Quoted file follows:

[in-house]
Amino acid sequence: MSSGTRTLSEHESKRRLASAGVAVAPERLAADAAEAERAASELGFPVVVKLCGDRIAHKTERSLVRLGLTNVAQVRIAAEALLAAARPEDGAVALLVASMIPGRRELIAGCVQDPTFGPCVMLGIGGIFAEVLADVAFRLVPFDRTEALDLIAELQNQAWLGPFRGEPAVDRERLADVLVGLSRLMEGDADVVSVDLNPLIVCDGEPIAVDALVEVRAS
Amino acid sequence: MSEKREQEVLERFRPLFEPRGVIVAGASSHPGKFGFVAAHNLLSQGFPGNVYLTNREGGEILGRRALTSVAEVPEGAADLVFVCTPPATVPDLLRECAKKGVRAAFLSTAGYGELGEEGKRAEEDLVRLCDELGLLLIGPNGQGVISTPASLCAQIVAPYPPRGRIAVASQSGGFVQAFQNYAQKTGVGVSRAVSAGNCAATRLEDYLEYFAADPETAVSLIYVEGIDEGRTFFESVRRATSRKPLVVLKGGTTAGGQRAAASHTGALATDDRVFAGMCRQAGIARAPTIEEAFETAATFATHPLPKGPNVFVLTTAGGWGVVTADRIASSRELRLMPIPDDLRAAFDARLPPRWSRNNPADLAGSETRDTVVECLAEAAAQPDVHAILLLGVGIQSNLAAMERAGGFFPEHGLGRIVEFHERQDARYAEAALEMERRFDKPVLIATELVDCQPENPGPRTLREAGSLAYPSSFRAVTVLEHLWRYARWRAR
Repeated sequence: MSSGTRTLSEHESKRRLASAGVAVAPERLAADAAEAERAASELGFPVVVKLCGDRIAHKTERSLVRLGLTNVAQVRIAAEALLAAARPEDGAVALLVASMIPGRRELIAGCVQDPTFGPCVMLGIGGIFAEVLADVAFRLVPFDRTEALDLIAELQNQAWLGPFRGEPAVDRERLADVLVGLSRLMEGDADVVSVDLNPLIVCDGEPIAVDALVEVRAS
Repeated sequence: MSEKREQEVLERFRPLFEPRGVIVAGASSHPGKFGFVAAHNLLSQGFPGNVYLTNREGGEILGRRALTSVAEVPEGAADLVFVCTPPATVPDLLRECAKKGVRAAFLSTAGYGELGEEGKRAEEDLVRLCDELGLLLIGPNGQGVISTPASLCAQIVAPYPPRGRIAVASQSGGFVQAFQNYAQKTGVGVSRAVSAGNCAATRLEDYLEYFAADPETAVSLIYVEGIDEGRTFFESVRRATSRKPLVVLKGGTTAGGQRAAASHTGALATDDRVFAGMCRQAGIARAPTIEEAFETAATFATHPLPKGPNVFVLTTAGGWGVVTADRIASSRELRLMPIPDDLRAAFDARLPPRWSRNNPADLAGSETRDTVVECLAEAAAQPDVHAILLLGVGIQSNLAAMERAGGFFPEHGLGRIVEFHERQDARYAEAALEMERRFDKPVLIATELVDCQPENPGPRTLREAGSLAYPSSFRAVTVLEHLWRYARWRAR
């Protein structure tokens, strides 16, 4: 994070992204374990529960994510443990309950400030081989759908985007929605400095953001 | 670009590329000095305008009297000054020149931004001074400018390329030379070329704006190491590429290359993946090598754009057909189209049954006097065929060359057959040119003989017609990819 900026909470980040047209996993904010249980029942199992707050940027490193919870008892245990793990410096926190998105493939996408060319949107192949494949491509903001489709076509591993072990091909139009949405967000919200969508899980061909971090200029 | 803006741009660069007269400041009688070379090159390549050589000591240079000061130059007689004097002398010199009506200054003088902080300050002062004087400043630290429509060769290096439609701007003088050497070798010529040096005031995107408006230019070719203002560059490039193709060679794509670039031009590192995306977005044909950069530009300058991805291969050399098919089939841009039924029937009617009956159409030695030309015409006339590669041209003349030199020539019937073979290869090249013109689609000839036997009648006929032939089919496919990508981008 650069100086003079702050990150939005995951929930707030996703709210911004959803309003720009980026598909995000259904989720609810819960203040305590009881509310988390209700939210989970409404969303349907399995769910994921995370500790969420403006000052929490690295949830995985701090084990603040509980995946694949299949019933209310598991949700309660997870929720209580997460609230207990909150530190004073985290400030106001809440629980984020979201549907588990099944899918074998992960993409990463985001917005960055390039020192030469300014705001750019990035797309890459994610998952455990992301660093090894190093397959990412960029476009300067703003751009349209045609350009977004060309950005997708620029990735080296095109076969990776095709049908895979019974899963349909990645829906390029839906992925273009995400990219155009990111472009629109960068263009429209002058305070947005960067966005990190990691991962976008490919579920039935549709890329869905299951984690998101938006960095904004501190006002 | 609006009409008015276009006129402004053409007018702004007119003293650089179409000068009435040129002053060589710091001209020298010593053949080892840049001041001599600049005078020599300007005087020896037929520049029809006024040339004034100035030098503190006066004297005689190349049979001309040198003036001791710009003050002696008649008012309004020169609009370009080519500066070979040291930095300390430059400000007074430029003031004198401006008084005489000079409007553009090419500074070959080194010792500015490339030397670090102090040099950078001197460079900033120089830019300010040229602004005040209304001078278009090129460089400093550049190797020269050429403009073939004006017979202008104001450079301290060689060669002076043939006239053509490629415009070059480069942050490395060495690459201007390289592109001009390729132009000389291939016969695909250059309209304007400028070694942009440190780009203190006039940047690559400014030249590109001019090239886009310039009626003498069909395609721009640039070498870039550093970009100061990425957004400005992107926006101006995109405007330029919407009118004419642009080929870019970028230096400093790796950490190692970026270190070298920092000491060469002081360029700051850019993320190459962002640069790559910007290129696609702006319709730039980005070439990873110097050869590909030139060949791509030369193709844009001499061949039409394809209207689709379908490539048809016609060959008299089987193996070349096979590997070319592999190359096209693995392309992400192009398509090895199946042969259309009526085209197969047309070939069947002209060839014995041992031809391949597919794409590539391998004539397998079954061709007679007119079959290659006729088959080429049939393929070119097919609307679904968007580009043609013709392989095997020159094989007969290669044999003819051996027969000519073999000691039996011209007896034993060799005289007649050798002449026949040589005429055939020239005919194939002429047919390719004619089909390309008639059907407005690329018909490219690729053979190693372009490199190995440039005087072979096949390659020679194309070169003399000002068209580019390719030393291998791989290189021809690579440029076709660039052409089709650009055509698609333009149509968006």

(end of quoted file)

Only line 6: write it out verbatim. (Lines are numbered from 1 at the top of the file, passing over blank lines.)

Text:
């Protein structure tokens, strides 16, 4: 994070992204374990529960994510443990309950400030081989759908985007929605400095953001 | 670009590329000095305008009297000054020149931004001074400018390329030379070329704006190491590429290359993946090598754009057909189209049954006097065929060359057959040119003989017609990819 900026909470980040047209996993904010249980029942199992707050940027490193919870008892245990793990410096926190998105493939996408060319949107192949494949491509903001489709076509591993072990091909139009949405967000919200969508899980061909971090200029 | 803006741009660069007269400041009688070379090159390549050589000591240079000061130059007689004097002398010199009506200054003088902080300050002062004087400043630290429509060769290096439609701007003088050497070798010529040096005031995107408006230019070719203002560059490039193709060679794509670039031009590192995306977005044909950069530009300058991805291969050399098919089939841009039924029937009617009956159409030695030309015409006339590669041209003349030199020539019937073979290869090249013109689609000839036997009648006929032939089919496919990508981008 650069100086003079702050990150939005995951929930707030996703709210911004959803309003720009980026598909995000259904989720609810819960203040305590009881509310988390209700939210989970409404969303349907399995769910994921995370500790969420403006000052929490690295949830995985701090084990603040509980995946694949299949019933209310598991949700309660997870929720209580997460609230207990909150530190004073985290400030106001809440629980984020979201549907588990099944899918074998992960993409990463985001917005960055390039020192030469300014705001750019990035797309890459994610998952455990992301660093090894190093397959990412960029476009300067703003751009349209045609350009977004060309950005997708620029990735080296095109076969990776095709049908895979019974899963349909990645829906390029839906992925273009995400990219155009990111472009629109960068263009429209002058305070947005960067966005990190990691991962976008490919579920039935549709890329869905299951984690998101938006960095904004501190006002 | 609006009409008015276009006129402004053409007018702004007119003293650089179409000068009435040129002053060589710091001209020298010593053949080892840049001041001599600049005078020599300007005087020896037929520049029809006024040339004034100035030098503190006066004297005689190349049979001309040198003036001791710009003050002696008649008012309004020169609009370009080519500066070979040291930095300390430059400000007074430029003031004198401006008084005489000079409007553009090419500074070959080194010792500015490339030397670090102090040099950078001197460079900033120089830019300010040229602004005040209304001078278009090129460089400093550049190797020269050429403009073939004006017979202008104001450079301290060689060669002076043939006239053509490629415009070059480069942050490395060495690459201007390289592109001009390729132009000389291939016969695909250059309209304007400028070694942009440190780009203190006039940047690559400014030249590109001019090239886009310039009626003498069909395609721009640039070498870039550093970009100061990425957004400005992107926006101006995109405007330029919407009118004419642009080929870019970028230096400093790796950490190692970026270190070298920092000491060469002081360029700051850019993320190459962002640069790559910007290129696609702006319709730039980005070439990873110097050869590909030139060949791509030369193709844009001499061949039409394809209207689709379908490539048809016609060959008299089987193996070349096979590997070319592999190359096209693995392309992400192009398509090895199946042969259309009526085209197969047309070939069947002209060839014995041992031809391949597919794409590539391998004539397998079954061709007679007119079959290659006729088959080429049939393929070119097919609307679904968007580009043609013709392989095997020159094989007969290669044999003819051996027969000519073999000691039996011209007896034993060799005289007649050798002449026949040589005429055939020239005919194939002429047919390719004619089909390309008639059907407005690329018909490219690729053979190693372009490199190995440039005087072979096949390659020679194309070169003399000002068209580019390719030393291998791989290189021809690579440029076709660039052409089709650009055509698609333009149509968006």